Seems as if this deadly grass disease is once again rearing it's ugly head in Venetian Isles.
New yards have been diagnosed with this disease on Michigan Ave North. Hawaii Ave North has also had this problem. I am not sure about other streets.
New Outbreaks in Florida
Beginning in 2013, outbreaks were identified in Pinellas County and Palm Beach County. Symptoms include the leaf mosaic pattern, but leaves also become necrotic (turn brown and die prematurely). According to Phil Harmon, UF/IFAS Plant Diagnostic Center, symptoms present as blotchy or streaky patterns of yellow and green color. Turfgrass tends to have broken yellow streaks running between the veins on an otherwise green blade. Symptoms of recently reported cases include mosaic, but then turn necrotic. The symptoms and dieback typically start in the fall months of September and October, and continue through the winter into spring. Some lawns may appear to recover in the spring. Unfortunately, lawns that appear to recover eventually die over a period of 1-3 years. Infected lawns may completely dieback.
To minimize disease spread in areas where the virus occurs, mowers and other equipment should be sanitized between properties. The objective is to minimize movement of potentially infected plant material from lawn to lawn, so return clippings where the virus is known to occur rather than removing them from properties. We do want to remove clippings and any other plant material from equipment before moving to another lawn and then spray down parts of equipment or worker’s shoes that have the potential to transfer plant sap using dilute bleach, quaternary ammonia (Greenshield), alcohol, or another sanitizing agent according to the directions. When mowing multiple lawns where the virus is known to occur, mow apparently healthy lawns before those with mosaic symptoms and avoid mowing symptomatic lawns when the turf grass canopy is wet (avoid mowing when dew, irrigation, or rainfall persists).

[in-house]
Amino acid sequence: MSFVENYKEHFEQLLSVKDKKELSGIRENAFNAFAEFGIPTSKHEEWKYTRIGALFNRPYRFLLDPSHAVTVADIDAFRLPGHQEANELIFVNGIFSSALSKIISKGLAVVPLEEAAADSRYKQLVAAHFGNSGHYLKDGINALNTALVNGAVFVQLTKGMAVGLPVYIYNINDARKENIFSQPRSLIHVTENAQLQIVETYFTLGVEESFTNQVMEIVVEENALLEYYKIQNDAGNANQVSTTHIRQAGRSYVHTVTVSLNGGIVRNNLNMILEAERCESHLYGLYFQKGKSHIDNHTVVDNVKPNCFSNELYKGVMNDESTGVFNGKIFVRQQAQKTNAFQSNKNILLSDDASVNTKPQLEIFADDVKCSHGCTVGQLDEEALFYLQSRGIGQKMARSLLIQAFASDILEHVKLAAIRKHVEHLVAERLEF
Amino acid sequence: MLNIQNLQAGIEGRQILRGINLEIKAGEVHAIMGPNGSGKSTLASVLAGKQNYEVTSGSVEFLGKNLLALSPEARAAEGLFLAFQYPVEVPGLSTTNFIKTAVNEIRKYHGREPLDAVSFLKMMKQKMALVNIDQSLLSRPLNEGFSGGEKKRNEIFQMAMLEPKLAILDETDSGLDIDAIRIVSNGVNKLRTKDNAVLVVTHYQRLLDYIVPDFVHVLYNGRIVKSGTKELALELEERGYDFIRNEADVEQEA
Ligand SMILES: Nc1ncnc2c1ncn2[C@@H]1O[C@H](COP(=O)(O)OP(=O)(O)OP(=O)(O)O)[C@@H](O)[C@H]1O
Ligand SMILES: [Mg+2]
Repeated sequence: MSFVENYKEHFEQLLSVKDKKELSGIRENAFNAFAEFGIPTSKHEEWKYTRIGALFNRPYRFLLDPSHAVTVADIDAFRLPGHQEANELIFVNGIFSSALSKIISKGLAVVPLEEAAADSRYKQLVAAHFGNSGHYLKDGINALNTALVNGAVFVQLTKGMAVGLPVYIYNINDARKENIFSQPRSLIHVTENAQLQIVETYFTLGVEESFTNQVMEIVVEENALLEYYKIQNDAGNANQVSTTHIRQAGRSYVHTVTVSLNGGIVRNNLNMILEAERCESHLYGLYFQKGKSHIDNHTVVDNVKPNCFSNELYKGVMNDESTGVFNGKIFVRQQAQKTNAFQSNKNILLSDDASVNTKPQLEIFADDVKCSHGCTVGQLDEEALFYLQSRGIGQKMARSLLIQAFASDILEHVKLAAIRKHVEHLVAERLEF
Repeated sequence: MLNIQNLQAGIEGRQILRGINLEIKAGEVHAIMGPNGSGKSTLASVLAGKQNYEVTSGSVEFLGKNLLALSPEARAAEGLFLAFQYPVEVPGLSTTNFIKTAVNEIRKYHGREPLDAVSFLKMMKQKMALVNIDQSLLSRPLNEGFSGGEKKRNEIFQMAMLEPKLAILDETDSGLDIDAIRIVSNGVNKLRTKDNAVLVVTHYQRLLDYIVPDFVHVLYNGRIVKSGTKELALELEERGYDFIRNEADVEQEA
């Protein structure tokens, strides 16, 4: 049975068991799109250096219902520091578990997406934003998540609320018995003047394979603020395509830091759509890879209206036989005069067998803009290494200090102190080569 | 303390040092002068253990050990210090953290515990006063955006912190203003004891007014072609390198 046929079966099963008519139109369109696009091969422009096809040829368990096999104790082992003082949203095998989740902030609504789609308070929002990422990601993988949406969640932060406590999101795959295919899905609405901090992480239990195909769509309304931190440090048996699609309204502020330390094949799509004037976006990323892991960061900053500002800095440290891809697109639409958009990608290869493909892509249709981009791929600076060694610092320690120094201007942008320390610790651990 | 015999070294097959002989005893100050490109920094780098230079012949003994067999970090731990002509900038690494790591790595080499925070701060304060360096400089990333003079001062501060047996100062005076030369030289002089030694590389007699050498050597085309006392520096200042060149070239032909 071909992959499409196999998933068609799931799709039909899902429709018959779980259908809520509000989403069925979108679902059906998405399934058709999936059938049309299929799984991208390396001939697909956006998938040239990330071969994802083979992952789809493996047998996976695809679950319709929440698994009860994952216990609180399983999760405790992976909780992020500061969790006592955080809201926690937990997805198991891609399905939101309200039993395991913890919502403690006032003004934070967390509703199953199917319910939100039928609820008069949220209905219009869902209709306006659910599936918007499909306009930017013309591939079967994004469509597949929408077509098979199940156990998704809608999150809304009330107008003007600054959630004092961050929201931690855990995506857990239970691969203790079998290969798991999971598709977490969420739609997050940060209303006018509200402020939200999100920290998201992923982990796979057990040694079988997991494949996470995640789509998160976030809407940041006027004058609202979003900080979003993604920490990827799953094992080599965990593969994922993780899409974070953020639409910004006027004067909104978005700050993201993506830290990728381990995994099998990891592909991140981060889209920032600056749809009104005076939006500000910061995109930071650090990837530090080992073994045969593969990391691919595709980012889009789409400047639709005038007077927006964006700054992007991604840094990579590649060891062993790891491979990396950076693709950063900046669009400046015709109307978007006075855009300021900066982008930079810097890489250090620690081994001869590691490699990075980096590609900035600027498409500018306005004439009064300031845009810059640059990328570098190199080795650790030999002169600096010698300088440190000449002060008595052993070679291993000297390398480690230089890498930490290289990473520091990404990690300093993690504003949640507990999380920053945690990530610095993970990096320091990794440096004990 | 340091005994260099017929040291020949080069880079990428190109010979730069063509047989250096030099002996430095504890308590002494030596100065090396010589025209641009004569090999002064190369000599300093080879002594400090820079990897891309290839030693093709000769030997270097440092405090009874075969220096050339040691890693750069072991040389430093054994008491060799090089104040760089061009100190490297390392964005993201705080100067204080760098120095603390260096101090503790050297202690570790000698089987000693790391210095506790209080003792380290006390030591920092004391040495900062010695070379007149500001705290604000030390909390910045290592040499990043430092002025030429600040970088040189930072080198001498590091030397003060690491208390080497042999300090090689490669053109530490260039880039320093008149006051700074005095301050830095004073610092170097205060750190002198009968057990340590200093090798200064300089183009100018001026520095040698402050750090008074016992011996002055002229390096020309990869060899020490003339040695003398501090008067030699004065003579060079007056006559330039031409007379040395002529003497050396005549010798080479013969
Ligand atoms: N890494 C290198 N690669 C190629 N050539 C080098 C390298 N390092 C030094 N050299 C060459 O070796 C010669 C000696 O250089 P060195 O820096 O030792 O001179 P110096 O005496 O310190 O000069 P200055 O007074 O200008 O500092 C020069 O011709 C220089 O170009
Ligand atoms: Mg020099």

Fungicides and other pesticides are ineffective and cannot stop development or spread of this viral disease. Also, there are no known agronomic inputs that homeowners or lawn care companies can use to cure a lawn once it has become infected. The disease severity, which ranges from yellowing to death, will vary from lawn to lawn by variety of grass and by other environmental factors not well understood at this time. One potential complicating factor is that lawns with mosaic may also suffer from fungal diseases, but it is not known what impact one disease has on the severity of the others. Managing fungal diseases on lawns with mosaic has not been observed to impact development of the viral disease.
St. Augustine ‘Floratam’ turfgrass has exhibited the most severe symptoms. ‘Floratam’ lawns that have died due to SCMV are susceptible to dying again if replaced with ‘Floratam’. The current recommendation is to replace lawns that have died as a result of SCMV with a more resistant turfgrass. ‘Palmetto’ and ‘Bitterblue’ are more resistant, but may still get the disease. Zoysiagrass is not known to be a host of SCMV. Although other grasses such as bermudagrass, seashore paspalum and bahiagrass have been reported with SCMV infections, St. Augustine is the only turfgrass of concern in Florida at this time.
If you suspect that your lawn is affected by SCMV submit a sample to your local UF/IFAS Extension office or to the UF/IFAS Plant Diagnostic Center. For information on how to collect and submit a sample go to: http://plantpath.ifas.ufl.edu/Clinic/index.shtml. Check the Rapid Turfgrass Diagnostic Service Facebook page at https://www.facebook.com/RapidTurfgrassDiagnosticService for up-to-date information on the spread of this disease.
Please speak with your lawn service and pest control company about diagnosing this deadly disease.